Friday, March 13, 2015

Oscar Got It Wrong!: Best Director 1985

The Contenders:

Hector Babenco: Kiss of the Spider Woman
Sydney Pollack: Out of Africa (winner)
John Huston: Prizzi’s Honor
Akira Kurosawa: Ran
Peter Weir: Witness

What’s Missing

Oh 1985, you so crazy! Seriously, though 1985 is the sort of year that can shake the faith of anyone who watches the Oscars with any amount of interest. Directors who were not merely snubbed but kicked to the curb include Robert Zemeckis for Back to the Future, Terry Gilliam for Brazil, Elem Klimov for Idi i Smotri and Paul Schrader for Mishima: A Life in Four Chapters. I might throw in Woody Allen for The Purple Rose of Cairo, Juzo Itami for Tampopo, Agnes Varda for Vagabond, Andrei Konchalovsky for Runaway Train and even William Friedkin for To Live and Die in L.A. before I’d nominate a lot of what actually got nominated. I’m also absolutely certain that I’ve forgotten a bunch, since The Breakfast Club, Ladyhawke, Silverado, and The Goonies are from the same year, as is Shoah, which couldn’t even manage a nomination for Best Documentary Feature.

Weeding through the Nominees

5: Witness? Really? This is a film that featured better direction than Brazil? The only minor innovation here is that we’re dealing with Amish people instead of people who actually use technology, and that comes from the screenplay and not the direction. I can’t think of a single thing that Peter Weir did to make this film better than the screenplay it started with. I don’t dislike Witness at all, but Weir’s nomination makes no sense to me.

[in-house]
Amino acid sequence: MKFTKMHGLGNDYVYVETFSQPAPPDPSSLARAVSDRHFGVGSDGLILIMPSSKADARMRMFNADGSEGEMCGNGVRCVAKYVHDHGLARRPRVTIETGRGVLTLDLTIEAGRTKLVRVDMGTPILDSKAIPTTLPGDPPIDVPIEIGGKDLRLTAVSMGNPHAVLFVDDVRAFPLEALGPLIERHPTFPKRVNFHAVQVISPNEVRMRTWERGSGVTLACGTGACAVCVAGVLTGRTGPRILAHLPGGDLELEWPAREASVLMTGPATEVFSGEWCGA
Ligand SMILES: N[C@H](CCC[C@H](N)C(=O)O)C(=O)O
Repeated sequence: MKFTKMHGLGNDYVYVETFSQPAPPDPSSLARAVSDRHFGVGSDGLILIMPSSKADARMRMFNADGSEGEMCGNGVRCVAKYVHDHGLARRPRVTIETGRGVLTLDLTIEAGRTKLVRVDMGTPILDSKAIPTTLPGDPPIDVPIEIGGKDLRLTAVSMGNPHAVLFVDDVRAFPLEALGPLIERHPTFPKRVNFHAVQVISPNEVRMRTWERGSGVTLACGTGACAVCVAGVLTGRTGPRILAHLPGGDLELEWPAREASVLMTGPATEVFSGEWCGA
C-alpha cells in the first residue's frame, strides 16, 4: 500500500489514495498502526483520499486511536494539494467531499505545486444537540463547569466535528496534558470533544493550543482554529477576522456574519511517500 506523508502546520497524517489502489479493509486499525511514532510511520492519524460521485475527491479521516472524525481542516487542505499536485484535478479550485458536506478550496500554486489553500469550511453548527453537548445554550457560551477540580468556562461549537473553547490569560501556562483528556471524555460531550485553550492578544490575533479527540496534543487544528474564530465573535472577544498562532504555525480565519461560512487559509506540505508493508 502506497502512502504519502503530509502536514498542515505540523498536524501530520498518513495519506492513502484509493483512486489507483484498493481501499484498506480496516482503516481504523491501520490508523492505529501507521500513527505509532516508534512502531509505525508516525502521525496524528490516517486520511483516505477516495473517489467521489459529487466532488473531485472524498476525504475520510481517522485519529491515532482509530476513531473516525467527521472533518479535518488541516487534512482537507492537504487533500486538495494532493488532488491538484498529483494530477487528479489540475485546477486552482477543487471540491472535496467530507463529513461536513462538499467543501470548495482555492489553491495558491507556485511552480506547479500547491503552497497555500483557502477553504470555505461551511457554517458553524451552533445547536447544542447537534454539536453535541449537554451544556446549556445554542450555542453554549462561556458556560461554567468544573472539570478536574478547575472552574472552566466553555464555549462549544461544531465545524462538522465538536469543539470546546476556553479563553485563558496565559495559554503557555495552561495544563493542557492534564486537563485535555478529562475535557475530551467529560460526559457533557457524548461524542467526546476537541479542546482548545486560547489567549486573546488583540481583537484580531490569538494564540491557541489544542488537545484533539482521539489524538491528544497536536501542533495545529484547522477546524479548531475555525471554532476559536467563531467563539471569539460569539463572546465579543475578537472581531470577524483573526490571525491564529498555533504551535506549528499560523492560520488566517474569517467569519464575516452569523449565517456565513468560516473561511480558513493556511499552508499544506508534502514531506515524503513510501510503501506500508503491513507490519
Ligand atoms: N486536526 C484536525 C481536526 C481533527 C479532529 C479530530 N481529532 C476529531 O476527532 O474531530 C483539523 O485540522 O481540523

4: Prizzi’s Honor? Really? This film features more interesting directorial choices than Mishima? I get the feeling that this was nominated because it was directed by John Huston and the Academy wanted to honor the man’s career. Don’t get me wrong; I love John Huston as much as anyone and there were plenty of films in his career that deserved nominations. Prizzi’s Honor wasn’t one of them, though. If you want to honor the man, give him an honorary Oscar. Don’t take away a nomination from someone who really deserved it.

3: At least Out of Africa is pretty. I’ll give it that. What it isn’t, at least in my opinion, is interesting. This is a bloated movie that doesn’t even really get started on what everyone wants to see (the romance) until the film has already played out for two hours. All of the reasons this film is worth watching belong not to our eventual winner Sydney Pollack, but to his cinematographer, David Watkin. Watkin won the Oscar and deserved it. Pollack won and didn’t deserve it.

2: Kiss of the Spider Woman is a film that I respect a hell of a lot more than I like. There are some good choices made in the creation of this film, and I respect the ideas that the film was made with. This is the first film that was nominated that I can kind of understand the nomination for, but if I was asked to come up with the five directorial performances of 1985, I don’t think that this would make my list. It’s a good effort, but I’m not convinced that it’s a great one.

My Choice